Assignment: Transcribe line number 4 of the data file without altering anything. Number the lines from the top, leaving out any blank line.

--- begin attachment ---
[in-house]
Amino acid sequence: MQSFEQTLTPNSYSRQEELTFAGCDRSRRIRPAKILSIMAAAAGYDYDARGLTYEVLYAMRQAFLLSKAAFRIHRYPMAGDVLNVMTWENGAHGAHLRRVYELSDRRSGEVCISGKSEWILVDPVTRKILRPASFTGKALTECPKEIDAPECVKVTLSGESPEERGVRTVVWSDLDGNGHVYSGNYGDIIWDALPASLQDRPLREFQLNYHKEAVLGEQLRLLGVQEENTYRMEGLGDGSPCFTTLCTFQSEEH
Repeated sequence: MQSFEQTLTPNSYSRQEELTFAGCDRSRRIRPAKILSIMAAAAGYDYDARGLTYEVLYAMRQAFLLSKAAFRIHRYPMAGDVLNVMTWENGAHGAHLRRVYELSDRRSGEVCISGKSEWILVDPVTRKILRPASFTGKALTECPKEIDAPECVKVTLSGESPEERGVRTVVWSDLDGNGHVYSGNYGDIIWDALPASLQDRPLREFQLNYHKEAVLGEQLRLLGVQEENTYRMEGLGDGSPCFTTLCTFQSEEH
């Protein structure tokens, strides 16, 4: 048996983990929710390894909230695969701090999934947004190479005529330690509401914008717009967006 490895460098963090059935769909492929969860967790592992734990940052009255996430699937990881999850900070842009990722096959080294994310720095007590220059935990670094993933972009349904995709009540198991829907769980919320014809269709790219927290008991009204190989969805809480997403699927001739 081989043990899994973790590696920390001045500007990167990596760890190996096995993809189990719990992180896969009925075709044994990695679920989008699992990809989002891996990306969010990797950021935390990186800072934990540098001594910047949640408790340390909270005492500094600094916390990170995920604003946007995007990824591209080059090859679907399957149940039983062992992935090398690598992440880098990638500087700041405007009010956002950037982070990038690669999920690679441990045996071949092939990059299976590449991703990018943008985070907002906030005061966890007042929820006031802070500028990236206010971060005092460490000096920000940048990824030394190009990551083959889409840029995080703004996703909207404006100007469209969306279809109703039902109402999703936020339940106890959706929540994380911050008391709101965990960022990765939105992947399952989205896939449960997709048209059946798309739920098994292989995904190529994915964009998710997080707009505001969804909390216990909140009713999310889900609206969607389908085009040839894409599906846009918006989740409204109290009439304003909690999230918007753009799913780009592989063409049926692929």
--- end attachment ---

């Protein structure tokens, strides 16, 4: 048996983990929710390894909230695969701090999934947004190479005529330690509401914008717009967006 490895460098963090059935769909492929969860967790592992734990940052009255996430699937990881999850900070842009990722096959080294994310720095007590220059935990670094993933972009349904995709009540198991829907769980919320014809269709790219927290008991009204190989969805809480997403699927001739 081989043990899994973790590696920390001045500007990167990596760890190996096995993809189990719990992180896969009925075709044994990695679920989008699992990809989002891996990306969010990797950021935390990186800072934990540098001594910047949640408790340390909270005492500094600094916390990170995920604003946007995007990824591209080059090859679907399957149940039983062992992935090398690598992440880098990638500087700041405007009010956002950037982070990038690669999920690679441990045996071949092939990059299976590449991703990018943008985070907002906030005061966890007042929820006031802070500028990236206010971060005092460490000096920000940048990824030394190009990551083959889409840029995080703004996703909207404006100007469209969306279809109703039902109402999703936020339940106890959706929540994380911050008391709101965990960022990765939105992947399952989205896939449960997709048209059946798309739920098994292989995904190529994915964009998710997080707009505001969804909390216990909140009713999310889900609206969607389908085009040839894409599906846009918006989740409204109290009439304003909690999230918007753009799913780009592989063409049926692929």